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Yasamin Sohrabi

It has been 449 days in Islamabad Pakistan as I am writing this. I Peghla Yasamin Sohrabi, my younger sister Peghla Frozan Sohrabi and my elder brother Mohammadi Sohrabi have left Kabul on August 12th 2022 after a lot of struggles in order to find a way to pursue our education as it has always been a priority to our family. Being a girl in Afghanistan is hard because others can decide about your life. However, we do have families who support their girls to have an education. We have been lucky enough to have such a supportive family. I still remember the night we left Afghanistan. It was one of the difficult nights of my life. It was a tough decision to make because we had to leave rest of the family behind our parents, our young siblings one sister and one brother under the Taliban’s rule. A family who had invested all its energy and money on education and Afghanistan was not a home for them anymore. The hardest part was we did not know when and where we can meet again. On the other hand, we could not stay anymore in our country for many reasons. We are Hazara a minority group in Afghanistan who has been always discriminated and marginalized for their ethnicity and their beliefs. Moreover, we had lost the opportunity to education, safety and our jobs. Therefore, we had to make a vital decision for a better future and leaving Afghanistan. 


After the takeover of Kabul by Taliban on August 15th 2021, living in Afghanistan became more challenging as Hazaras which made us the most worried about our future. Indeed, Taliban did commit genocide against Hazaras through the history and specially in the last years. They committed suicides attacks in most of the schools, educational centers, mosques, sport clubs, public cars and many areas in Barchi in the west of Kabul where most of the Hazaras are living as we are. My sister Frozan is one of the survivals of the suicide attack at Mawood an educational center in Barchi. After some weeks, the educational center changed its place and named to Kaj and started its activities again. However, my sister had lost her friends and classmates she and her fellows never gave up and completed their courses with both fears and hopes. Unfortunately, again there was a suicide attack at Kaj in the last year and we lost many Hazara students and mostly girls. In the last years, Barchi has been in its terrible security situation. There is never a day that goes by without an explosion. When one of our family members go outside of the house, we always fear that we may never see each other again, but this situation also makes us determined to continue harder. Maybe one day we can bring changes in our society, and the only way we can do that is through our education. As girls in a war zone country, we have faced many challenges and problems to achieve our goals, and we think it is unfair if we are forced to give up now.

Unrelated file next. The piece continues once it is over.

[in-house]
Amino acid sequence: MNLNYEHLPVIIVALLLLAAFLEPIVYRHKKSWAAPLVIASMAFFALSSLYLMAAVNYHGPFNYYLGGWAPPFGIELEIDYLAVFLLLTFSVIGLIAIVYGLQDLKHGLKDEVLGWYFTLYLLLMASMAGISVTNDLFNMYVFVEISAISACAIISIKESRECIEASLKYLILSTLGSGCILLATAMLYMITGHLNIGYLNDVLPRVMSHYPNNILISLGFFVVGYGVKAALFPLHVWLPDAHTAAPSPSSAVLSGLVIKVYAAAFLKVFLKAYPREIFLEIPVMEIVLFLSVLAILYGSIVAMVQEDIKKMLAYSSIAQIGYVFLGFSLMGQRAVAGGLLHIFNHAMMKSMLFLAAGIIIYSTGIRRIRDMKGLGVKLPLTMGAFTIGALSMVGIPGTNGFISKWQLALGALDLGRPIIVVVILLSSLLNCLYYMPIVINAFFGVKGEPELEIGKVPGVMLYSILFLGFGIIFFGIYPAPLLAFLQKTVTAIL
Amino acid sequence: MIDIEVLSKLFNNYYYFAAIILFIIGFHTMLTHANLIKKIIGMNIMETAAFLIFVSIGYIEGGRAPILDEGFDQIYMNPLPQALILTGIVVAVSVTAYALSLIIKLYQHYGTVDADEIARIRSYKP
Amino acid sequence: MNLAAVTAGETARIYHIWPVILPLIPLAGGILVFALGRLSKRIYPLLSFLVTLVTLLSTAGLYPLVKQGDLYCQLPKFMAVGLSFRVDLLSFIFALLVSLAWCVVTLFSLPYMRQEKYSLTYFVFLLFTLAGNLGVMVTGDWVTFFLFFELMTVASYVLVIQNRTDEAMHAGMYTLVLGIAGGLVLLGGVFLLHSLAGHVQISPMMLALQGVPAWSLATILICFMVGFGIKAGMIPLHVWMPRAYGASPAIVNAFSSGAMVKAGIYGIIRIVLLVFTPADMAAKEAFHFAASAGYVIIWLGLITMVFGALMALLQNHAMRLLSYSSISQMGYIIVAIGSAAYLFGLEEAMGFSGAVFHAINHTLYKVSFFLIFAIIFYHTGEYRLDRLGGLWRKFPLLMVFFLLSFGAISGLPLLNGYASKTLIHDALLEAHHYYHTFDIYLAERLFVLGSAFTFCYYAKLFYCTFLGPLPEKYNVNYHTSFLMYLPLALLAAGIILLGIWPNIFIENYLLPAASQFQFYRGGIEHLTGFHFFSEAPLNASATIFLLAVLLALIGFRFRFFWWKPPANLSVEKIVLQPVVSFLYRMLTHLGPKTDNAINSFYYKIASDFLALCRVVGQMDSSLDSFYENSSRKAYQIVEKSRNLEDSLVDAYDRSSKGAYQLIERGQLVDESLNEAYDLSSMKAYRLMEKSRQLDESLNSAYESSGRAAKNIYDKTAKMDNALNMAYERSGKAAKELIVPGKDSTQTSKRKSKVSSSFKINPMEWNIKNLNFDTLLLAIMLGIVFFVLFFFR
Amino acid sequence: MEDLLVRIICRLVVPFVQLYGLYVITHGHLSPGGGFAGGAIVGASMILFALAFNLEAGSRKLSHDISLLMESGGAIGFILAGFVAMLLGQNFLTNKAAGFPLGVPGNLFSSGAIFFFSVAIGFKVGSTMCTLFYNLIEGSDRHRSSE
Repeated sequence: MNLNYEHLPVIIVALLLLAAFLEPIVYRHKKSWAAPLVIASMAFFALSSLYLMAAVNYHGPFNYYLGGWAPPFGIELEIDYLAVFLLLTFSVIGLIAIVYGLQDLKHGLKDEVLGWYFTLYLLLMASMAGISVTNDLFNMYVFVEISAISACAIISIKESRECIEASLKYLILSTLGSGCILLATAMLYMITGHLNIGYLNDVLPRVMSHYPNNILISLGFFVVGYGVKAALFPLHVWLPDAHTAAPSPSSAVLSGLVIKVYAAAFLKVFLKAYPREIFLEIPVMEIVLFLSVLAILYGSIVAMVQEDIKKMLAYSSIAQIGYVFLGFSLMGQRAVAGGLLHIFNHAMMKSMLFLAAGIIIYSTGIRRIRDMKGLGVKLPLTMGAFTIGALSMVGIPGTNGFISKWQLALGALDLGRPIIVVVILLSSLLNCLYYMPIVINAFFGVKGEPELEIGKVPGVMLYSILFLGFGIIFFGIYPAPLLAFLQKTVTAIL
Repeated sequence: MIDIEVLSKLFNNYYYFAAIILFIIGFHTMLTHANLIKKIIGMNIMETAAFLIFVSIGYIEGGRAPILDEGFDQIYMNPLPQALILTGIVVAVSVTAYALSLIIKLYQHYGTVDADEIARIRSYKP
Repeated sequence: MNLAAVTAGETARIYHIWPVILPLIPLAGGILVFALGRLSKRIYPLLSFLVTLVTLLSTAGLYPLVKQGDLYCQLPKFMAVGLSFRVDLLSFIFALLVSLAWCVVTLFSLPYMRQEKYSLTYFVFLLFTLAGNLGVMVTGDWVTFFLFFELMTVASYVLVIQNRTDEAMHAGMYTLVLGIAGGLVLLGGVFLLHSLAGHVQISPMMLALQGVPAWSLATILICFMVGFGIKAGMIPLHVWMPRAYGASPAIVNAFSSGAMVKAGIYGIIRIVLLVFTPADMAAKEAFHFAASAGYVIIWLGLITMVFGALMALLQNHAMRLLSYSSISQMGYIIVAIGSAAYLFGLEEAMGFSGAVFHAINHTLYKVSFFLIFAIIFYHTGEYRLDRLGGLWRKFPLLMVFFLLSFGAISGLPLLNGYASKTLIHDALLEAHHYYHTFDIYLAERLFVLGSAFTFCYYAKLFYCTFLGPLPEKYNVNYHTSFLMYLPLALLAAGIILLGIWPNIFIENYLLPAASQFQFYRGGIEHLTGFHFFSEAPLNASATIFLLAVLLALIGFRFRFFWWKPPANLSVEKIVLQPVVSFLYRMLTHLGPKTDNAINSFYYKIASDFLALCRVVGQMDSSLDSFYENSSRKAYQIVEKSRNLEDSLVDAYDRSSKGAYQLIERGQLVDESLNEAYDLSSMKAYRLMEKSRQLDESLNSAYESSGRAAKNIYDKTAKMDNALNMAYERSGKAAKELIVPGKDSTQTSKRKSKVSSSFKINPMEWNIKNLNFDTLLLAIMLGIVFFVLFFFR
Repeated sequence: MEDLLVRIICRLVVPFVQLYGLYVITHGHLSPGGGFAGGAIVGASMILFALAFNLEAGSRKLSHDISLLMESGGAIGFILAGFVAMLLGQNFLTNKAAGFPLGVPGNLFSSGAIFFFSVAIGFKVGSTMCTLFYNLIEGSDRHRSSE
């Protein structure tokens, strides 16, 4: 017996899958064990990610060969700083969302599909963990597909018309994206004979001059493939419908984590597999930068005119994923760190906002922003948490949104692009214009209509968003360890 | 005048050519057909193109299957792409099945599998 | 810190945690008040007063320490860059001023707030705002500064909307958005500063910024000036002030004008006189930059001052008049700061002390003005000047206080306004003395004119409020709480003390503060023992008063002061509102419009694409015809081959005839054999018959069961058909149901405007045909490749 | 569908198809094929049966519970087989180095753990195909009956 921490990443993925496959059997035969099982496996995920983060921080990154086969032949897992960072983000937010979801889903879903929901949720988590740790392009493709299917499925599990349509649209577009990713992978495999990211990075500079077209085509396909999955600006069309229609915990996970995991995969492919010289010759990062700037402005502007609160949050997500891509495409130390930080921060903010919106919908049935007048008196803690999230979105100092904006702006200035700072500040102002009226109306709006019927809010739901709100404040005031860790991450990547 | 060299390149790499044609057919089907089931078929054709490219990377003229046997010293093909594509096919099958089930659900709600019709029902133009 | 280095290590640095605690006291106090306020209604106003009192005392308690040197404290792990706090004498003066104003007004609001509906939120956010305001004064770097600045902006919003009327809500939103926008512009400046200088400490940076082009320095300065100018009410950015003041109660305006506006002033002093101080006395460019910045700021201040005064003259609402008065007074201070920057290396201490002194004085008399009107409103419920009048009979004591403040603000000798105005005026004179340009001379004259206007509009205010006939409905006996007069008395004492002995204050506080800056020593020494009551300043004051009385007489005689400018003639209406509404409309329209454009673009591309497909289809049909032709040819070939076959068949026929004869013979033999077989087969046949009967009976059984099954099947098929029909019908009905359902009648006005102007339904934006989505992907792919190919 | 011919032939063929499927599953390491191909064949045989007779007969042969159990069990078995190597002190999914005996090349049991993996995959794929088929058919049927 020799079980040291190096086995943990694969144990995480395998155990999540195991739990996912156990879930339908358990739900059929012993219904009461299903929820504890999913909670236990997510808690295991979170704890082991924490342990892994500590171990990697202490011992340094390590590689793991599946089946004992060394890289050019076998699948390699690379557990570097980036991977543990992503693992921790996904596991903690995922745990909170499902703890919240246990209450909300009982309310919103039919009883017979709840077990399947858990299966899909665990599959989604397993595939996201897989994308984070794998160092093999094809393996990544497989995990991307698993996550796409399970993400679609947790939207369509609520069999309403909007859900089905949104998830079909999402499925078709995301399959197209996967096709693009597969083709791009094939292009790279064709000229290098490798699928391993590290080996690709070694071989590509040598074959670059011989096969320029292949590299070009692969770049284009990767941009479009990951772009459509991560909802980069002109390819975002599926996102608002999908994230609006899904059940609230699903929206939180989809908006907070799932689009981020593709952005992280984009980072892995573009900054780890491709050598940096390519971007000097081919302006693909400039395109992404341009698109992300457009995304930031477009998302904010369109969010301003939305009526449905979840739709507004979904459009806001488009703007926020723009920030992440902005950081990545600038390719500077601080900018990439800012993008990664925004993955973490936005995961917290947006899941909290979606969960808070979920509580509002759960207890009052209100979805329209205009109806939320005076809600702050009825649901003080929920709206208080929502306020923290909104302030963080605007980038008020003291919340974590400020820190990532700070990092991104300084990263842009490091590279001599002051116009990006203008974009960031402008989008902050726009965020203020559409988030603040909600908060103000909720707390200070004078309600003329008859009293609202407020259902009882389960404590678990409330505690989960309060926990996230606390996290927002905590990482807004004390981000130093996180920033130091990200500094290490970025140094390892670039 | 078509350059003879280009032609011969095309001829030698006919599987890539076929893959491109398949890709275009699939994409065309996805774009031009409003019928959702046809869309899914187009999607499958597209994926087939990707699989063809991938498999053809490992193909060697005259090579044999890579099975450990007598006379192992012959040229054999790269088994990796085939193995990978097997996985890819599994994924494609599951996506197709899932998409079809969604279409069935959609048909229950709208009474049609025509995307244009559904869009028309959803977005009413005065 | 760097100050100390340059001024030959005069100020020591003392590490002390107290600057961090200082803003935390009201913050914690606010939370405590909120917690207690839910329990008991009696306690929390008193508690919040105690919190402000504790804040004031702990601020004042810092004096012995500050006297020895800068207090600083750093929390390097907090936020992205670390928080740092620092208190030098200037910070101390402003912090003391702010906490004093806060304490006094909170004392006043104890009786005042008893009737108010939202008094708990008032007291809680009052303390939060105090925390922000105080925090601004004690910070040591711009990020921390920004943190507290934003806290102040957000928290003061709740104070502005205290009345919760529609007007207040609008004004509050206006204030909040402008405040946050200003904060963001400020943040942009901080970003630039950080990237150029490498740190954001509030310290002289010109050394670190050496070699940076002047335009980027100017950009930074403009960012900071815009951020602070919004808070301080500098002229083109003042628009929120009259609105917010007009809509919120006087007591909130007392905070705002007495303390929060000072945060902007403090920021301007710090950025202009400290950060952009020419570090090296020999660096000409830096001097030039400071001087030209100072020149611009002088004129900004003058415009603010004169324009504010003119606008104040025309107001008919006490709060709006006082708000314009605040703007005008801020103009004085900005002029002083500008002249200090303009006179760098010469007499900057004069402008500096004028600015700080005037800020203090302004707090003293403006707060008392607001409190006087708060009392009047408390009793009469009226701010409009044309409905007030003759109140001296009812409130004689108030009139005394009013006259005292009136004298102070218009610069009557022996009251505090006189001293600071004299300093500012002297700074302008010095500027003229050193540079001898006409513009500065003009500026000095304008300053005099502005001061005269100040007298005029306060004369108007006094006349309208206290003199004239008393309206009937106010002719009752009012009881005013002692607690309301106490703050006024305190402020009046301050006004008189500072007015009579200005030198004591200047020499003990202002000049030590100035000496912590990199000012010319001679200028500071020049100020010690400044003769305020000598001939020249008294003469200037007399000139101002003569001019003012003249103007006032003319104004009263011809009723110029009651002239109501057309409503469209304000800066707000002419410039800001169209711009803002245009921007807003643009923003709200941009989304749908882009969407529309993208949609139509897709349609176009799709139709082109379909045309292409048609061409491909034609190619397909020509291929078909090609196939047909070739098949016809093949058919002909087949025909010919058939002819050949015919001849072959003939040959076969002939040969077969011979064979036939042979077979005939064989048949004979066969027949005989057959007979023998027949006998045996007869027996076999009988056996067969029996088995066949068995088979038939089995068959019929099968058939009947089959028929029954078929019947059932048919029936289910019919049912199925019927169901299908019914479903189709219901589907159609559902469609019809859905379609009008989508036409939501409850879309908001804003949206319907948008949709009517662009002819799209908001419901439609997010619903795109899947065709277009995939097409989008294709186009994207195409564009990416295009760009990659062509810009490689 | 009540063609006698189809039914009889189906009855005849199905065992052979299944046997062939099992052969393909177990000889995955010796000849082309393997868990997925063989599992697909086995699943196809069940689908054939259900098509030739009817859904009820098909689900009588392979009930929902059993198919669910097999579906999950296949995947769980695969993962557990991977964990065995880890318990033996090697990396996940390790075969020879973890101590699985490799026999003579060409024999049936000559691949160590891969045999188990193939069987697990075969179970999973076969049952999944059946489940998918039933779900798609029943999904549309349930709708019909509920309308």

We are in search of identities where we lost it in our homeland. We as women our hopes and dreams for a better future are in jeopardy. With the US leaving, millions of Afghan women, girls, and minorities are left again vulnerable to the extreme brutality, oppression, and discrimination that for years had made Afghanistan one of the world’s worst places to be born female. The rise of the Taliban had a negative impact, especially for women and girls. They have proved in history that they do not want any educated woman. Indeed, no girl is allowed to continue her education under the Taliban’s rule. As girls in a war zone country like Afghanistan, we face many challenges to get an education. Many people in our society still do not wholly accept that girls have the right to study. Women are still struggling to gain some fundamental rights and with Taliban’s return, the situation has been worsening for girls and women in Afghanistan. The education is totally banned on girls and women. Despite all obstacles that we face, we have a passion for learning, and we are determined to get an education. On August 14th 2021, I was a law student at the American University of Afghanistan (AUAF), the only university with high standards, and an English instructor at Kateb English Department one of the private universities in Afghanistan. My sister was a sophomore student in Economics faculty of Kabul university. We lost all in one night. On August 15th 2021 when the extremist group Taliban came to power, we were no one but Afghan girls who lost their identities under the burqas. Besides, we lost our jobs and the one and only source of our income. Meanwhile, I and my sister got admission in one of the universities in the US by the name of Western Kentucky University on 16th of August 2021. Still I have no words to explain the moment we got admissions. In the darkest moments of our lives, it was the only hope to stand and continue.